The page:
Pappas believes that Affleck’s character is his friend, when Ford lets the young man feels as if he has no choice but to commit suicide, due to Ford’s (Affleck’s) frame-up of Pappas with Conway’s bribe money–he gave him a marked $20.

Affleck’s “friends’ in the end, end up dead which inevitably leads to the literal and explosive denouement of this quite shocking movie.

Essentially Lou as played by Affleck, starts to relive his youth as his mom encouraged his sadomasochistic tendencies.

But as he aptly observes upon his soon daily encounters with Allbas’s, Joyce Lakeland, “the wood had been turned on a dying fire.

His sadomasochistic and murderous tendencies had by then taken hold of him throughout.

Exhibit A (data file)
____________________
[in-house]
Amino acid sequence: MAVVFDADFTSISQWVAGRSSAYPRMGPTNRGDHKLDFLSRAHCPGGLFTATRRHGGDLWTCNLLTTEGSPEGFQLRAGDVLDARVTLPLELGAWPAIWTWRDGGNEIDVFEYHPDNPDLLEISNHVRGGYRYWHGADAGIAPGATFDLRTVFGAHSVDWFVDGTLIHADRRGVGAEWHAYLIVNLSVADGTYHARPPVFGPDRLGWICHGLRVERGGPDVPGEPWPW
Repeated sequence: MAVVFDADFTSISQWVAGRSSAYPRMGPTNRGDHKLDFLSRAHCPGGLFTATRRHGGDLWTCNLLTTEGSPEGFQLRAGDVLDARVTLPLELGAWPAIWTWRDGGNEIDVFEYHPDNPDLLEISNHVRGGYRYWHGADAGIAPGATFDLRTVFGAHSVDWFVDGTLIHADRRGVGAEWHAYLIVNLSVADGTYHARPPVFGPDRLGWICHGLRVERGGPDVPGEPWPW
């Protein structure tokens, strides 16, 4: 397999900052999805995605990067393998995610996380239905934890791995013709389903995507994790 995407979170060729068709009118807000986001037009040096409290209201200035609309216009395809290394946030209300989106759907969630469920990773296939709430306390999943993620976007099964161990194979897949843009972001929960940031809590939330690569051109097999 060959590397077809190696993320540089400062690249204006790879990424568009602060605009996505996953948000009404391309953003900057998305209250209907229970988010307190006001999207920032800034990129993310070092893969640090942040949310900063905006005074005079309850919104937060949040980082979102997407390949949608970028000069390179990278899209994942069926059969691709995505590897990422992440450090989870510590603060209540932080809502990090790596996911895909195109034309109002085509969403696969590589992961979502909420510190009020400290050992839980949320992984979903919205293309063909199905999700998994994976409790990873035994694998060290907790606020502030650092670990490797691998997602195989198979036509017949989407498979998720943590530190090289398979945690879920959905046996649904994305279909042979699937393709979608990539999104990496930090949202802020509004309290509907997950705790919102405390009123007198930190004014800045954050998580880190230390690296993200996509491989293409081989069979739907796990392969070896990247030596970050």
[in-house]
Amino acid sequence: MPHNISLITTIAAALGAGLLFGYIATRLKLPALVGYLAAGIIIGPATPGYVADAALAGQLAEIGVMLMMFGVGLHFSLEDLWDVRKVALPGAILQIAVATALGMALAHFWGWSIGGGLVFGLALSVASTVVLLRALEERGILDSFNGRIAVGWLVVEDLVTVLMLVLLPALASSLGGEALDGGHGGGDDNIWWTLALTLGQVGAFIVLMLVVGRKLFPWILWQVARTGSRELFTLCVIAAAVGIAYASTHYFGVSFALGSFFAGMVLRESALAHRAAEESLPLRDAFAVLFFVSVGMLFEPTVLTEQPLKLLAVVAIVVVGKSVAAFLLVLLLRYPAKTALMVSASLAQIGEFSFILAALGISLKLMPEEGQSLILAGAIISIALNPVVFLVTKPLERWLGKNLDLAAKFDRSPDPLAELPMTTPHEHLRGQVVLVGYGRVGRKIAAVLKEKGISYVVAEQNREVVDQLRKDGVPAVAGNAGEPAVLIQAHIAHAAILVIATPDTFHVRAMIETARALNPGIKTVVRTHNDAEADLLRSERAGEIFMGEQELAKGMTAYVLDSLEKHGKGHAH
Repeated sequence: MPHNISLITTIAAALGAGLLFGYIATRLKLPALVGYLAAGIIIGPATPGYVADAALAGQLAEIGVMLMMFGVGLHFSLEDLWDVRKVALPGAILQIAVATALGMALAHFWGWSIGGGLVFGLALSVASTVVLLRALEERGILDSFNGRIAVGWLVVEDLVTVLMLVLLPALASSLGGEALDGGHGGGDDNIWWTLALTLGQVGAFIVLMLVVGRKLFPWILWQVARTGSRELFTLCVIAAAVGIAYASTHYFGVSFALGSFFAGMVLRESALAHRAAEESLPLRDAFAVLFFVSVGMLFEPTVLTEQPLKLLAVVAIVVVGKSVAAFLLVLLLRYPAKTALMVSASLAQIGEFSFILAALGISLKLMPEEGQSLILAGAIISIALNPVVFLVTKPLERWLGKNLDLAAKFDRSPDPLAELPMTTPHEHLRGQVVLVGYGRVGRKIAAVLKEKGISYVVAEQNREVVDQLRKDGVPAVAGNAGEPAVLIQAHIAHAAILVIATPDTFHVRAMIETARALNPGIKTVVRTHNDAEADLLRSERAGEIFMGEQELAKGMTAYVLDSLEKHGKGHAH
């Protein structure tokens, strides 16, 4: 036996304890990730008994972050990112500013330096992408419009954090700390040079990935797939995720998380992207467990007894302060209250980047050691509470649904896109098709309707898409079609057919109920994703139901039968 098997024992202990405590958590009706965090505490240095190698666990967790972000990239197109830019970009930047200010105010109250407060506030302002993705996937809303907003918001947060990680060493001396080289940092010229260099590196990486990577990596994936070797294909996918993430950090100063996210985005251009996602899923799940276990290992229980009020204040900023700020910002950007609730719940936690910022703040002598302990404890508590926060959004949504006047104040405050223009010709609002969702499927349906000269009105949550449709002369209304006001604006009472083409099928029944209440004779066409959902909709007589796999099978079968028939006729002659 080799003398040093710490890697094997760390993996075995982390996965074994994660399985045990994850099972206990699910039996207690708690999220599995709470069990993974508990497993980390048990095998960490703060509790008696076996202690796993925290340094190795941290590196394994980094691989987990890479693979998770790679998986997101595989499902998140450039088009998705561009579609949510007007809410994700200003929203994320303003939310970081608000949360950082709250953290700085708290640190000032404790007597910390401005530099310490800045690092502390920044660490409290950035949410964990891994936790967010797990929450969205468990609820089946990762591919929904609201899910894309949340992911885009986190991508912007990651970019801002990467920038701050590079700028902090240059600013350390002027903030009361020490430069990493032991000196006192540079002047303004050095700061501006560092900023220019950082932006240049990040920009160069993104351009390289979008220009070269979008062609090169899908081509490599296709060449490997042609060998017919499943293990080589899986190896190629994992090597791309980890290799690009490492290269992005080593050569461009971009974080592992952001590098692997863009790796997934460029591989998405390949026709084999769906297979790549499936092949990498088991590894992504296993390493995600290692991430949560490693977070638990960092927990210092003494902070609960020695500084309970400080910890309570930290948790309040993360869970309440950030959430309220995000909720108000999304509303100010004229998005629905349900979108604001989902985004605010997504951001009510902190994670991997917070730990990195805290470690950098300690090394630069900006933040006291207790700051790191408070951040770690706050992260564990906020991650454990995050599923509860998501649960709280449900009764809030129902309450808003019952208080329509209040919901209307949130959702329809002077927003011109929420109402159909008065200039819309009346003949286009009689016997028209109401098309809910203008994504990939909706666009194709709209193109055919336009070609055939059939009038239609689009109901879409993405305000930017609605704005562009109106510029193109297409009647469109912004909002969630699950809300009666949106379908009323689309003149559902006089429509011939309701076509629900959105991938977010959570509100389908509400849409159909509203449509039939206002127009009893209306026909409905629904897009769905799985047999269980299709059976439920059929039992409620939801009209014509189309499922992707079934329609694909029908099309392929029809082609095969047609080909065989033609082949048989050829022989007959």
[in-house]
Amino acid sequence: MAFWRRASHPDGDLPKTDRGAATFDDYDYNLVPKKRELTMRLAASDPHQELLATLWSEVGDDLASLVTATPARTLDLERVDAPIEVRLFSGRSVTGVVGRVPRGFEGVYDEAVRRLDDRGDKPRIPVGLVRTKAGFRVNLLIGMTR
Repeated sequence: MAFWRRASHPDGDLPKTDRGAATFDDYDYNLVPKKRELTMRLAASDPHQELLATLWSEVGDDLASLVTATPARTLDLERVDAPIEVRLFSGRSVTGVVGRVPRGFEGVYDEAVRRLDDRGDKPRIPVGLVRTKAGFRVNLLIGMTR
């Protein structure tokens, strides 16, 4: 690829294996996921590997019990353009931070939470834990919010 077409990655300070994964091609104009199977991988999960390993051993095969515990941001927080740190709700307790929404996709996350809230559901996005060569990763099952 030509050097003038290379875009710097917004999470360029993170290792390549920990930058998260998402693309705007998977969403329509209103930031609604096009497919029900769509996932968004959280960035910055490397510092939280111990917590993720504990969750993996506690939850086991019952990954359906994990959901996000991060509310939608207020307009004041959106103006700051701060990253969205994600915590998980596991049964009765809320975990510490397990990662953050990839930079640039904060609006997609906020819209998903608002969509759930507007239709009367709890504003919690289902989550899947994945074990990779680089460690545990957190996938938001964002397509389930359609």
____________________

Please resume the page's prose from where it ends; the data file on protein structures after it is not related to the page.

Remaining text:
Perhaps that’s why one of the most brilliant and influential movie director’s of all time, Stanley Kubrick, when once working with the author of “The Killer Inside Me,” on a much earlier movie, was quoted as saying that he praised the novel, stating that it was "probably the most chilling and believable first-person story of a criminally warped mind I have ever encountered."

The small town Sheriff Bob Maples, played by Tom Bower, repeatedly reminds Affleck’s character Lou, “It’s always lightest before the dark.

And of course, Affleck doesn’t believe a word of it–until it’s way past too late.

And when he does, the ending is both masterful and deeply unpredictable yet not unexpected.